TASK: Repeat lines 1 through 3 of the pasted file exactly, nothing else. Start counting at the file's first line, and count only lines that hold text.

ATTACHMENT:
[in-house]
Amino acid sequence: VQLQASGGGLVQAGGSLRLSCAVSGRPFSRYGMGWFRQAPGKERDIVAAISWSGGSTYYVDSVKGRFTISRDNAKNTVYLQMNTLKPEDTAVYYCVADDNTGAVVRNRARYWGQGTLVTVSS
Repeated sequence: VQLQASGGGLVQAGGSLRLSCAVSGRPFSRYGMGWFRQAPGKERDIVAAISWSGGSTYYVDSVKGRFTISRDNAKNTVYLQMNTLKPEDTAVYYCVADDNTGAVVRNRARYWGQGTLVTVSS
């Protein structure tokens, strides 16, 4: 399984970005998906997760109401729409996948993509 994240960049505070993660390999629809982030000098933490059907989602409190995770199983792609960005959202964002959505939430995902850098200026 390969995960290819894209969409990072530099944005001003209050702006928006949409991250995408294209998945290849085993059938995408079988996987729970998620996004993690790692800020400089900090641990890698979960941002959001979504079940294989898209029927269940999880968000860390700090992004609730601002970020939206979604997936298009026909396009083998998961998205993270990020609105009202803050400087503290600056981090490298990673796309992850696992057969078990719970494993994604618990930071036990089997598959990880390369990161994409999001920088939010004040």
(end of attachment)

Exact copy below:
[in-house]
Amino acid sequence: VQLQASGGGLVQAGGSLRLSCAVSGRPFSRYGMGWFRQAPGKERDIVAAISWSGGSTYYVDSVKGRFTISRDNAKNTVYLQMNTLKPEDTAVYYCVADDNTGAVVRNRARYWGQGTLVTVSS
Repeated sequence: VQLQASGGGLVQAGGSLRLSCAVSGRPFSRYGMGWFRQAPGKERDIVAAISWSGGSTYYVDSVKGRFTISRDNAKNTVYLQMNTLKPEDTAVYYCVADDNTGAVVRNRARYWGQGTLVTVSS